IRS wants outside look at feasibility of its modernization

Todd Grams

The IRS has hired a consultant to review its Business System Modernization plans.

The tax agency earlier this year missed the initial release date for the Integrated Financial System, originally scheduled for April rollout. Officials say IFS is now on track for release in October.

Mitre Corp. of Bedford, Mass., will review schedules, cost and functionality of new projects to determine whether the assumptions are realistic, IRS CIO Todd Grams said.

'I'll have a third party taking a look at this to give me a level of comfort that what we are committing to is reasonable,' he said, to avoid more errors such as promising IFS would be finished in a year.

After Prime contractor Computer Sciences Corp. ran into problems with data to be used by the system, IRS pushed back the release date. Grams said although he was disappointed not to meet the original schedule, a Mitre study this year showed the agency had set itself up for failure.

The study said large financial companies take an average of 28 months to implement financial management software from SAP America Inc. of Newtown Square, Pa. The IRS had expected completion in less than half that time.

'Part of what has gotten us into this problem of missing the deadline by a year is that we were totally unrealistic in the expectations we set for ourselves,' Grams said. 'We have got to be more realistic and learn from others how long it's going to take to do some of the things we're signing on to do.'

The Contractor Collection Support and Filing project and payment compliance enforcement are the first two projects Mitre will examine, Grams said.

Getting IFS running over the next few months is one of the IRS' top priorities. 'We've got a lot to do and a narrow window between now and the first quarter of fiscal 2005,' Grams said.

Recent IFS developments are encouraging. 'We have actually completed our systems integration testing for the data conversion from the old system to the new system, and we're a few days ahead of schedule in the final mock-up that we're doing of that,' he said.

But previous delays have left the agency with only a few extra days to meet the schedule, Grams said.

CSC anticipates that the new financial system will be ready for its scheduled October release, despite a statement in the IRS Oversight Board's recent annual report that the deadline may be in jeopardy.

Although the IRS passes an audit every year, its current financial system doesn't impose the same requirements for clean and complete data as the new SAP system, said Jim Sheaffer, CSC's vice president and general manager of the Prime alliance. 'A lot of financial issues were unexpected,' such as missing data in files, some of which had to be keyed in manually, he said.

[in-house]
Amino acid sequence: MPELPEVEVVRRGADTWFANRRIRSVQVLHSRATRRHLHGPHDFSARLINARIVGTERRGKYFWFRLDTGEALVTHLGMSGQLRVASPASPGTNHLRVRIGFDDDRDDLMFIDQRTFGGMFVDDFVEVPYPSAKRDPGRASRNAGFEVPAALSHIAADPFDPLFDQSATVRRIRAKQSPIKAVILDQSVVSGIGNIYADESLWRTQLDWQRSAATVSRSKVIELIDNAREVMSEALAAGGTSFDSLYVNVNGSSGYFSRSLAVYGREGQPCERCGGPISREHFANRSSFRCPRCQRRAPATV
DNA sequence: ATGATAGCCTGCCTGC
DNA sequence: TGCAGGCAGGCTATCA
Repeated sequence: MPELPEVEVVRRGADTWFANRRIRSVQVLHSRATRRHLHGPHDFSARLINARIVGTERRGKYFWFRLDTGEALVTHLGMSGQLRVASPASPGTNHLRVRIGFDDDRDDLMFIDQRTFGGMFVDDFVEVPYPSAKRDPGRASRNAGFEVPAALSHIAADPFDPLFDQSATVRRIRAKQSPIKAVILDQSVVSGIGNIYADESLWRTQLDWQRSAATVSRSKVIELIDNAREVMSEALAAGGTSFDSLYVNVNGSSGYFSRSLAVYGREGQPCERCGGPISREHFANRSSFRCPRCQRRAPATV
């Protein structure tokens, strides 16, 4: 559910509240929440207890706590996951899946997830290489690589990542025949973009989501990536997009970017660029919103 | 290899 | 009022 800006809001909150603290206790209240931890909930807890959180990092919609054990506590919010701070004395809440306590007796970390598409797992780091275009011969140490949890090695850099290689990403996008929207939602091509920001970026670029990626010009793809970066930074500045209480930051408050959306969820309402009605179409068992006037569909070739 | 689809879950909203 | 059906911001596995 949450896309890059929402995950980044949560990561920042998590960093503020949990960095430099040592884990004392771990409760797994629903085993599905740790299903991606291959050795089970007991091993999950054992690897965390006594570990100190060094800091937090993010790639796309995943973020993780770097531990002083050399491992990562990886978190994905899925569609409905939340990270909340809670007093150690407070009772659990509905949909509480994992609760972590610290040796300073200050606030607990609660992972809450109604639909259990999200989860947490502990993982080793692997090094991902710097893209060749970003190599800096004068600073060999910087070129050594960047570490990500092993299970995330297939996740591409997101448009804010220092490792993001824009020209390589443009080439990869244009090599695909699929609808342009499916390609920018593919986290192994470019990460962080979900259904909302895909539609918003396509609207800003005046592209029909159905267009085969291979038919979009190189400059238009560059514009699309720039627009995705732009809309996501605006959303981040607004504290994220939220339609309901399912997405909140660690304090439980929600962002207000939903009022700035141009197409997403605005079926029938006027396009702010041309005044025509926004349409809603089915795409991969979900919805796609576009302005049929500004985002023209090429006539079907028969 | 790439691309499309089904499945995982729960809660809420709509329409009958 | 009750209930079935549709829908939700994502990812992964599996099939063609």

The conversion programs take data from the old system and put it in the appropriate place in the new system, but there are some anomalies. 'We just have to figure out which bucket we want it to go in,' Sheaffer said. 'You don't necessarily have to write new code as much as decide which is the appropriate place to put certain groupings.'

When CSC started testing with production-type data, the vendor also found things it hadn't anticipated from the requirements. So the company revised some requirements and changed the software to satisfy them. 'Those were largely in the interface programs between the new financial system and a variety of legacy systems,' Sheaffer said.

Final practice run

CSC is making the final practice run this month to convert files from the legacy financial system to IFS, he said. It will start converting live files next month and will continue through the end of the fiscal year on Sept. 30, as the agency conducts its annual accounting. The conversion process is running while IRS closes its books, he said [GCN, Aug. 2, Page 9].

'We'll start to use IFS for initial operations in early October in a rolling implementation,' Grams said. 'The data conversion will go on a little beyond that.'

The IRS will make its first financial statement from the new system Nov. 10, he said.

CSC also is building interfaces between IFS and feeder systems for procurement, payroll and travel, Sheaffer said.
Management reforms helped IFS advance despite the schedule delay. For example, the IRS negotiated last month with CSC for the final milestone work, and their agreement significantly reduced the government's financial risk while raising CSC's risk.

'They have a much better incentive to deliver the product in a timely manner,' Grams said.

About the Author

Mary Mosquera is a reporter for Federal Computer Week.

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